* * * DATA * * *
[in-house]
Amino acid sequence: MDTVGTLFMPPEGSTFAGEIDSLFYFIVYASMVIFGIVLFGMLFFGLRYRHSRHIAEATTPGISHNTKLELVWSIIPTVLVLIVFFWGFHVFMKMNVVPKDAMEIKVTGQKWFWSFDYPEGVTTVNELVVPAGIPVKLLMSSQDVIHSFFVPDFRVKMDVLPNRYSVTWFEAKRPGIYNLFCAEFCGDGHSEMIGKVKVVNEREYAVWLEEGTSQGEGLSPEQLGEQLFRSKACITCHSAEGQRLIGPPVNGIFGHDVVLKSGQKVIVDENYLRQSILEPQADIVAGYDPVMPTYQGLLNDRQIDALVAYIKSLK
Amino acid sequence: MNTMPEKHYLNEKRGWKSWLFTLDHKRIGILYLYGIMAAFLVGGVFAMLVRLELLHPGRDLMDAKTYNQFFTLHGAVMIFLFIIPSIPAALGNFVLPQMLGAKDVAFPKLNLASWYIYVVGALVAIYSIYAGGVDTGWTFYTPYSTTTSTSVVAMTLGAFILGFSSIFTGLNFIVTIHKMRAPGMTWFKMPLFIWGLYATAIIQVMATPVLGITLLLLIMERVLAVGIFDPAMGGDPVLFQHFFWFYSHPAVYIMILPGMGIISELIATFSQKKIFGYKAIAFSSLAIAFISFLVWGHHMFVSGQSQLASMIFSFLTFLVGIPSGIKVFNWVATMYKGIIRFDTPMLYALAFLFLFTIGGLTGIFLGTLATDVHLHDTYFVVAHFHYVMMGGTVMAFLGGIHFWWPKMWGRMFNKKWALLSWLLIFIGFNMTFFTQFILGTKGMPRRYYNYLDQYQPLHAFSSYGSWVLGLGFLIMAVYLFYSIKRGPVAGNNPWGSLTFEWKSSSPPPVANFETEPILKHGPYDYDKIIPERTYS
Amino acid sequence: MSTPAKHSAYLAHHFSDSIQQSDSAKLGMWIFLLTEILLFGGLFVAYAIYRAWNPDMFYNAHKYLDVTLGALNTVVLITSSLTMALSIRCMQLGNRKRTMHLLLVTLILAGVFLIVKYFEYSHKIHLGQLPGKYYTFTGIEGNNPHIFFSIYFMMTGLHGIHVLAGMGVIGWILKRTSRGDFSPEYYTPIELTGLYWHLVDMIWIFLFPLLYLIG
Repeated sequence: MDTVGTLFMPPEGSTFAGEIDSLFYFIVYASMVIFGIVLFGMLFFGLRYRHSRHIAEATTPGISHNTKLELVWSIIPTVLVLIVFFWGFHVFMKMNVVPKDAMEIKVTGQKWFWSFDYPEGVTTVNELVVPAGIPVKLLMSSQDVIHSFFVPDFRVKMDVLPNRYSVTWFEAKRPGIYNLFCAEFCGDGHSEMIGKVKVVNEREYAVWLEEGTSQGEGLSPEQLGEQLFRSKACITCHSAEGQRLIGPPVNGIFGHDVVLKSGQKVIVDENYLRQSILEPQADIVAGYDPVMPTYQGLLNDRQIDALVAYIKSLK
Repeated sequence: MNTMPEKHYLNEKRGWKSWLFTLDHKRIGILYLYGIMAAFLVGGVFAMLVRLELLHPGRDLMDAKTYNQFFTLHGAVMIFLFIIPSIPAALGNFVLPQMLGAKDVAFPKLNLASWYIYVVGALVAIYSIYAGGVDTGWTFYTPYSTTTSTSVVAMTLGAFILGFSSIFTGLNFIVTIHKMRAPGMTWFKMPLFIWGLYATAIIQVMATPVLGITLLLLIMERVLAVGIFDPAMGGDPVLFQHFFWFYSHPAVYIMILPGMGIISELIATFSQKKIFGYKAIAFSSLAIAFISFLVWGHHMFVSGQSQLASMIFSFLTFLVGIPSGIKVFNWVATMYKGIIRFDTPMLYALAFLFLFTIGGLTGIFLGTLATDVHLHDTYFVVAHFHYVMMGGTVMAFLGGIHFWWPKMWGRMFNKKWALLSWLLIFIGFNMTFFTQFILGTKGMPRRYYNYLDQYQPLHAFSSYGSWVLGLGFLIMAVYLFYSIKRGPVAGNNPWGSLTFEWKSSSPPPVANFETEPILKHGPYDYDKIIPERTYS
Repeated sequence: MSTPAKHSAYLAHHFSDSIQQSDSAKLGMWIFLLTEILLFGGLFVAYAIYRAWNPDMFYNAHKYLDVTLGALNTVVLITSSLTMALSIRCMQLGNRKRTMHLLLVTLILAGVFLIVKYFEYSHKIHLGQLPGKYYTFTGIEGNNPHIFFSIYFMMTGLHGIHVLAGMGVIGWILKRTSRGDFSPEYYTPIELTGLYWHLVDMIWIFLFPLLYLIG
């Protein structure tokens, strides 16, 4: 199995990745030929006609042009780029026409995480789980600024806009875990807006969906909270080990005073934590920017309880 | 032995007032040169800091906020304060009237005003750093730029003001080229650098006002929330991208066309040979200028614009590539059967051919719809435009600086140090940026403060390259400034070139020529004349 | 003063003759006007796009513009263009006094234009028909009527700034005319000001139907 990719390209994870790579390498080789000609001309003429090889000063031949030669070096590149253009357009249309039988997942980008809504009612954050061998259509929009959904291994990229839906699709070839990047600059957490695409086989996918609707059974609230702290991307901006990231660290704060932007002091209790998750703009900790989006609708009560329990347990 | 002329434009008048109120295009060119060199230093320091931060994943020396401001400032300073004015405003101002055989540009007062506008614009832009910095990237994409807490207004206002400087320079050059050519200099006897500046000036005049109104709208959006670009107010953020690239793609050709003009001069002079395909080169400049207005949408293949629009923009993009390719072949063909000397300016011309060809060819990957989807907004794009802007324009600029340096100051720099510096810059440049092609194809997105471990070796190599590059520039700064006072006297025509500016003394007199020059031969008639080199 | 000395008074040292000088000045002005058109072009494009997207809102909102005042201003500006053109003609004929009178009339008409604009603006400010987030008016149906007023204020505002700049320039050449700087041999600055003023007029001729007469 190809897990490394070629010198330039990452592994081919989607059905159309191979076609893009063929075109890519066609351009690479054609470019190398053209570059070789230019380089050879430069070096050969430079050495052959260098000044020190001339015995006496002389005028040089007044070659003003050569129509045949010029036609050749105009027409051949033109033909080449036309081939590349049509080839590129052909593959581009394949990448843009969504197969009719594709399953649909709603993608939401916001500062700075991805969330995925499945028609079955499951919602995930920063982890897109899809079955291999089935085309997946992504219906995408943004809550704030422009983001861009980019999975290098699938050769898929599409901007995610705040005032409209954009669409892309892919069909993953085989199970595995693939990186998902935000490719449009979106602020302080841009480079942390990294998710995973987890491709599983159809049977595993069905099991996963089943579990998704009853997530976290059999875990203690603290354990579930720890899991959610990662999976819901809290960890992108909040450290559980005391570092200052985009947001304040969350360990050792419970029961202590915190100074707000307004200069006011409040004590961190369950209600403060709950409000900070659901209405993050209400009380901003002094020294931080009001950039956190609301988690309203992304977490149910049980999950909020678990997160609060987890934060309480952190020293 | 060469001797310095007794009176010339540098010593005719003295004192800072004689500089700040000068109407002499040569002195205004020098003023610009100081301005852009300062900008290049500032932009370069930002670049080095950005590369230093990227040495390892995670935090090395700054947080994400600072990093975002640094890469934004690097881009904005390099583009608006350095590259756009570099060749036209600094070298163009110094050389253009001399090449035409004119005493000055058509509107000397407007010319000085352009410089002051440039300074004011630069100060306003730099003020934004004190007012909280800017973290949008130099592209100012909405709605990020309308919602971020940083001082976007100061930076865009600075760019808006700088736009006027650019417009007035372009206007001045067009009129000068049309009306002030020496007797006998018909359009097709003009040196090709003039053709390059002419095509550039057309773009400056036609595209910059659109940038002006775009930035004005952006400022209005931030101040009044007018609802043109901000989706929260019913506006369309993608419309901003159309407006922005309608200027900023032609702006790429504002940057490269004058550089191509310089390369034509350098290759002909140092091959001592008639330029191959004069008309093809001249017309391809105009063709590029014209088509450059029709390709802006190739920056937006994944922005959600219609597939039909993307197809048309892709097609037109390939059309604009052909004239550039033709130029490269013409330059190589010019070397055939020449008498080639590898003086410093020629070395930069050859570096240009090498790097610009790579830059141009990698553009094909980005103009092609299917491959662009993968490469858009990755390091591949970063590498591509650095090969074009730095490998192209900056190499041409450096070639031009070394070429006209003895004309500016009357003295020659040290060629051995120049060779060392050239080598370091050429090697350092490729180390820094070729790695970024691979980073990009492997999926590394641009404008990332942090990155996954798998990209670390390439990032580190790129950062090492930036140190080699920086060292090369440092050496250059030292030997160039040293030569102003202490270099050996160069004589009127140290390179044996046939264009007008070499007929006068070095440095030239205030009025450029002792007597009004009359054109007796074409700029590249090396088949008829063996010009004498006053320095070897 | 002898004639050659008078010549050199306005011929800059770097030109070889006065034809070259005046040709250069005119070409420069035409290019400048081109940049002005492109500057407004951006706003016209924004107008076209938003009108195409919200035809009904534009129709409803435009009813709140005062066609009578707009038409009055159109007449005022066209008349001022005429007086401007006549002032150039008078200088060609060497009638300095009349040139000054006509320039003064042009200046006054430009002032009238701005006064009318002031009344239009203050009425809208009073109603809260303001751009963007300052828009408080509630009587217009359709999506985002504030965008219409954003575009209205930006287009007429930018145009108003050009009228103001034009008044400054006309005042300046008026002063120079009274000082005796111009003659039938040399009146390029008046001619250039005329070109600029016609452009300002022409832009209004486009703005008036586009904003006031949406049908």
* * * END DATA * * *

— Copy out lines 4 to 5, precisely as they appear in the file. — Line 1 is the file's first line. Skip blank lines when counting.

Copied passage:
Amino acid sequence: MSTPAKHSAYLAHHFSDSIQQSDSAKLGMWIFLLTEILLFGGLFVAYAIYRAWNPDMFYNAHKYLDVTLGALNTVVLITSSLTMALSIRCMQLGNRKRTMHLLLVTLILAGVFLIVKYFEYSHKIHLGQLPGKYYTFTGIEGNNPHIFFSIYFMMTGLHGIHVLAGMGVIGWILKRTSRGDFSPEYYTPIELTGLYWHLVDMIWIFLFPLLYLIG
Repeated sequence: MDTVGTLFMPPEGSTFAGEIDSLFYFIVYASMVIFGIVLFGMLFFGLRYRHSRHIAEATTPGISHNTKLELVWSIIPTVLVLIVFFWGFHVFMKMNVVPKDAMEIKVTGQKWFWSFDYPEGVTTVNELVVPAGIPVKLLMSSQDVIHSFFVPDFRVKMDVLPNRYSVTWFEAKRPGIYNLFCAEFCGDGHSEMIGKVKVVNEREYAVWLEEGTSQGEGLSPEQLGEQLFRSKACITCHSAEGQRLIGPPVNGIFGHDVVLKSGQKVIVDENYLRQSILEPQADIVAGYDPVMPTYQGLLNDRQIDALVAYIKSLK